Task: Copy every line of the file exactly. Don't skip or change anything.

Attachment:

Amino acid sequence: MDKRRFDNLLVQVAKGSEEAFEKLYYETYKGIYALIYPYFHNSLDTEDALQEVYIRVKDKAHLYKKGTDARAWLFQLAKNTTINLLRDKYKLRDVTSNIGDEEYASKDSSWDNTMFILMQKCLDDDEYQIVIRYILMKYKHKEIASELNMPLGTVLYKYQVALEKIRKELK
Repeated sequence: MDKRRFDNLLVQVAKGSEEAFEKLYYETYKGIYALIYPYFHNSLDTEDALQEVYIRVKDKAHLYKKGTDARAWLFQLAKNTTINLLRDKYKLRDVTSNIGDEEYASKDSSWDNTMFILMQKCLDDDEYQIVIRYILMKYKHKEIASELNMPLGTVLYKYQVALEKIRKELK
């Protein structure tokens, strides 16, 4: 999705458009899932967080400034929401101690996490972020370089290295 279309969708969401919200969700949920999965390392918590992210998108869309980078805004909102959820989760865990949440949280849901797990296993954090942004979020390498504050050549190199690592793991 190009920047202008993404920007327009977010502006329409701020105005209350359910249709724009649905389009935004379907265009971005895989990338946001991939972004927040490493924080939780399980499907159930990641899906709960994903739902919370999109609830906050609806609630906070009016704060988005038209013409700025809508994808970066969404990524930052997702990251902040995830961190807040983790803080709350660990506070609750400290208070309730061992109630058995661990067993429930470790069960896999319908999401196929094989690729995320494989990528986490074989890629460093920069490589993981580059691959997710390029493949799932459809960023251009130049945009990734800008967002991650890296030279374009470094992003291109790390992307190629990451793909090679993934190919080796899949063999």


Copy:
Amino acid sequence: MDKRRFDNLLVQVAKGSEEAFEKLYYETYKGIYALIYPYFHNSLDTEDALQEVYIRVKDKAHLYKKGTDARAWLFQLAKNTTINLLRDKYKLRDVTSNIGDEEYASKDSSWDNTMFILMQKCLDDDEYQIVIRYILMKYKHKEIASELNMPLGTVLYKYQVALEKIRKELK
Repeated sequence: MDKRRFDNLLVQVAKGSEEAFEKLYYETYKGIYALIYPYFHNSLDTEDALQEVYIRVKDKAHLYKKGTDARAWLFQLAKNTTINLLRDKYKLRDVTSNIGDEEYASKDSSWDNTMFILMQKCLDDDEYQIVIRYILMKYKHKEIASELNMPLGTVLYKYQVALEKIRKELK
């Protein structure tokens, strides 16, 4: 999705458009899932967080400034929401101690996490972020370089290295 279309969708969401919200969700949920999965390392918590992210998108869309980078805004909102959820989760865990949440949280849901797990296993954090942004979020390498504050050549190199690592793991 190009920047202008993404920007327009977010502006329409701020105005209350359910249709724009649905389009935004379907265009971005895989990338946001991939972004927040490493924080939780399980499907159930990641899906709960994903739902919370999109609830906050609806609630906070009016704060988005038209013409700025809508994808970066969404990524930052997702990251902040995830961190807040983790803080709350660990506070609750400290208070309730061992109630058995661990067993429930470790069960896999319908999401196929094989690729995320494989990528986490074989890629460093920069490589993981580059691959997710390029493949799932459809960023251009130049945009990734800008967002991650890296030279374009470094992003291109790390992307190629990451793909090679993934190919080796899949063999």